LCSW Exam: Free Practice Question

By Bethany Vanderbilt on February 18, 2014

lcsw exam

Okay folks, this week to help you prep for the LCSW exam we're turning to the topic of therapy theories. This is one of the topics in which there's a pretty significant difference in the amount of information that you might need to know, and it all depends on your discipline.  MFT's, as I understand it, are tested on minute details of various therapy theories; they must know history, different schools within the same theory, etc.  LCSW's, on the other hand, in most cases need only  to know the major concepts of the theory and how they might apply to a clinical situation.  I'll apologize in advance to all the MFT's out there if this blog post doesn't go into enough depth for you -- hopefully it will still be useful! Okay, here's a sample test item:


All of the following intervention strategies are associated with Strategic Family Therapy EXCEPT:

A. Detriangulation

B. Restraining

C. Positioning

D. Paradoxical Directives

Strategic Therapy, in my humble opinion, is a BEAST.  There are 3 schools within this theory, and they have similarities, but there are some distinct differences, too.  Fair warning: I'm just going to go over the basics.  According to this theory, change occurs as the family learns new communication and interaction patterns.  The therapist's role is to provide directives that encourages these alterations -- it requires a very active stance.  The therapist begins by joining with the family and gaining an understanding of the family's current state of homeostasis and hierarchical structure.  The therapist then works with the family in a prescriptive and often manipulative way to change communication and interaction patterns, which then changes the family's overall functioning (homeostasis and hierarchy).  Some terms or concepts that you may want to know: family homeostasis, circular causality, feedback loops (both positive and negative), first order change, second order change, reframing, therapeutic paradox, prescribing the symptom, restraining. A big THANK YOU to Nicolle Osequeda, another member of the TDC team, who provided all of information above (and more -- we've got a great Quick Study sheet on Strategic Therapy).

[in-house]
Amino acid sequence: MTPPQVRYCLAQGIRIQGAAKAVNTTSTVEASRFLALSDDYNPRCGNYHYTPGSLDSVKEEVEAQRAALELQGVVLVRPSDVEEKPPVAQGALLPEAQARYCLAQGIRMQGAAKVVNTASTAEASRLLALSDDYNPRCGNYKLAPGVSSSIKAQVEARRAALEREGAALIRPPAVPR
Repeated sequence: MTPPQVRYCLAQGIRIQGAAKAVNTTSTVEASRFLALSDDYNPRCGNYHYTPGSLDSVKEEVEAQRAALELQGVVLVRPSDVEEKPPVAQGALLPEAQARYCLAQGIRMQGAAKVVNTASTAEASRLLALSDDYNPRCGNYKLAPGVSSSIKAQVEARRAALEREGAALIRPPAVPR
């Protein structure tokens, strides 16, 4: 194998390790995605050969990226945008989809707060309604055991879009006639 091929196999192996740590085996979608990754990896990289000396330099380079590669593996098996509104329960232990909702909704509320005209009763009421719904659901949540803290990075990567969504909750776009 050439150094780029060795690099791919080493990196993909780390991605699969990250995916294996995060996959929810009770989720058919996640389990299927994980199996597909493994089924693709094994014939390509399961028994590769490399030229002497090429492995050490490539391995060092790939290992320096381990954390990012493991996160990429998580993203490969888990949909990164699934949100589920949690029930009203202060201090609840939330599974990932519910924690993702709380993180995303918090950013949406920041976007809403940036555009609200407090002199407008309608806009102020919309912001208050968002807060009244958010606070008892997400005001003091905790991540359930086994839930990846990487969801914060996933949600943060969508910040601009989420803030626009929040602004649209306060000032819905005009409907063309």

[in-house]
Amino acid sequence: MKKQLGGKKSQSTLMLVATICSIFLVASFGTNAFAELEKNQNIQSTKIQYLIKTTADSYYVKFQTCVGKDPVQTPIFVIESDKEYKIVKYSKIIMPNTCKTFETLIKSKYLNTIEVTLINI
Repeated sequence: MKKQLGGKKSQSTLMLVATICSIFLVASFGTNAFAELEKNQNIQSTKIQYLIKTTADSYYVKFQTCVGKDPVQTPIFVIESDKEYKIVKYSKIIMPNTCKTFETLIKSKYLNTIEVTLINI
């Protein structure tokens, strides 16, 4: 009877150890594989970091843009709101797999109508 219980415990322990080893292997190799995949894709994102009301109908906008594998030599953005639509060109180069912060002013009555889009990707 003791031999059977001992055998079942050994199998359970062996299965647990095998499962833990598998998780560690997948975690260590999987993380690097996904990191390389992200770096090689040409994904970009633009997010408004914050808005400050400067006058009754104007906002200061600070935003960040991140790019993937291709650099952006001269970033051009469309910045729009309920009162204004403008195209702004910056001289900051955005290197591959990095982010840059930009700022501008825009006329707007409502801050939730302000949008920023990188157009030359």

The answer to the question above is A: detriangulation is a therapeutic intervention used in Bowenian family therapy (also referred to as Extended Family Systems Therapy or Bowen Family Systems Theory).  B, C, and D are all intervention techniques that are associated with Strategic Therapy.  Here's my trick to remembering some of them: when I think of strategy, I think of something active, something that requires doing, and a fair number of the interventions associated with Strategic Therapy are "-ing" words that imply movement or activity.

Think our straightforward, sensible approach could help you PASS your social work exam or MFT exam? If you're preparing for the social work exam click here- Social Work Exam Prep; if you're preparing for the MFT exam, click here MFT Exam Prep. Learn more about our exam prep at the The Therapist Development Center home page.

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Coming up next week: Psychological Phenomena



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August 21, 2016

Looking forward to learning from the blog

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